After the closed meeting the individual presiding over the meeting must sign a legal affidavit that the discussions never went beyond these three narrow areas.
Then, anything discussed behind closed doors that needs to be voted on must be disclosed in an open meeting.
For example, if a council, commission, board or hospital authority discusses hiring an employee in executive session, when they reconvene in the open public meeting, they must tell who they are hiring and for what position as part of the motion preceding the public vote.
That's what the law requires.
The city council, county commission, planning commission, board of education or hospital authority cannot discuss the Open Meetings Act behind closed doors.
Discussions about whether or not a discussion is allowed in executive session must take place in an open public meeting.
To be even more clear, if there is any doubt about whether or not something can be deliberated in executive session, that debate itself has to be open to the public, even if it is being discussed with the attorney.
It is also important to point out that the presence of an attorney does not authorize a closed meeting.
Policies, procedures, daily operations and finances cannot be discussed in executive session by city council, county commission, planning commission, school board or the hospital authority.
The Brunswick News on fireworks laws:
It should come as little surprise to anyone who has been around for the Fourth of July or New Year's Eve celebrations that three state legislators, including Rep. Alex Atwood, R-St. Simons Island, are sponsoring changes to the state's fireworks law.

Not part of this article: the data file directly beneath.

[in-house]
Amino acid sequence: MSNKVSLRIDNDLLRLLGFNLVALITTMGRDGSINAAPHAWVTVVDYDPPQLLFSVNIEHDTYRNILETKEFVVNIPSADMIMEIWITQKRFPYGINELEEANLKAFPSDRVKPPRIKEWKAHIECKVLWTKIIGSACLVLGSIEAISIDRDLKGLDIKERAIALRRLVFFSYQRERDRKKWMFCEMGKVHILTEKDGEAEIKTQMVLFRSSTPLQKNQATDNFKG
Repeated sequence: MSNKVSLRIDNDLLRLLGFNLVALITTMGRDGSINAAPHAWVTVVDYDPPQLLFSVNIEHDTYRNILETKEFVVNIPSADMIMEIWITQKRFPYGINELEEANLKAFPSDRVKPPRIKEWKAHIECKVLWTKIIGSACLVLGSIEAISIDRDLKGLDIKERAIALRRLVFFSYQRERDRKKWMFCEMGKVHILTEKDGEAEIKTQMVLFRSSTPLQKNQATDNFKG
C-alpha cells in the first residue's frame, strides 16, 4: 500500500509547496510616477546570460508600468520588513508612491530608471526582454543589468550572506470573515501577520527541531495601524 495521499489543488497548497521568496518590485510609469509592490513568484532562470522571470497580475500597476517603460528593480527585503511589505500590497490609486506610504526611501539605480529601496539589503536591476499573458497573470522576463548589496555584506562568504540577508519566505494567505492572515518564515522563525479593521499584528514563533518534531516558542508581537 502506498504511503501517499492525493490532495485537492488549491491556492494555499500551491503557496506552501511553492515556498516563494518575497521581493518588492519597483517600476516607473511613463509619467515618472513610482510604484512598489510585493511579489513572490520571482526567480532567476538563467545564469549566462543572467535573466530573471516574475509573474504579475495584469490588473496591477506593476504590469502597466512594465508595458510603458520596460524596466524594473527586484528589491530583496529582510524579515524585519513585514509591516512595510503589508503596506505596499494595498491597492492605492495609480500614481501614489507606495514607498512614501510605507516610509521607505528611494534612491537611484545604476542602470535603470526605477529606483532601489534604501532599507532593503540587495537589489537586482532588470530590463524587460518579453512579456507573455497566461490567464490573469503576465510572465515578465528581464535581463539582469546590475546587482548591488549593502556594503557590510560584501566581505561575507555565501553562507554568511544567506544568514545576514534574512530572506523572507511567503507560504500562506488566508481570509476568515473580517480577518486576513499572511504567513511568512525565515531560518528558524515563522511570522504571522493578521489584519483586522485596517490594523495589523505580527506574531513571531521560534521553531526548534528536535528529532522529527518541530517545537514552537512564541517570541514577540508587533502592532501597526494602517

The law, which allows Georgians to shoot fireworks in every city and community in the state, has been around for less than a year but is already drawing punches and proposals that could lead to major changes in the new law.
For the most part, Rep. Atwood and others want more local control on where and when fireworks can be set off. Right now, mayors and city commissioners, as well as county commissioners, have no say in this. State law permits rockets to be launched and firecrackers to be exploded most everywhere in Georgia.
In Pooler, north of Savannah, that can be a problem. Several fires there were attributed to fireworks this past year.
Rep. Atwood is one who believes in more local control.
He feels cities and counties ought to be able to declare "no fireworks zones," regardless of what occasion is being observed. It can be a nightmare in cities where buildings are so close together.
He is right. Lawmakers from West Georgia should not be telling communities in East Georgia where and when they can set off bangs and booms. By the same token, East Georgia lawmakers should not set proper fireworks launching times for West Georgia.
In South Carolina, state law allows cities and counties to make their own choices. In cities like Charleston, for example, fireworks are banned. They are perfectly legal in the unincorporated areas of Charleston County.
That could happen here, of course, and should, if the city feels it is necessary.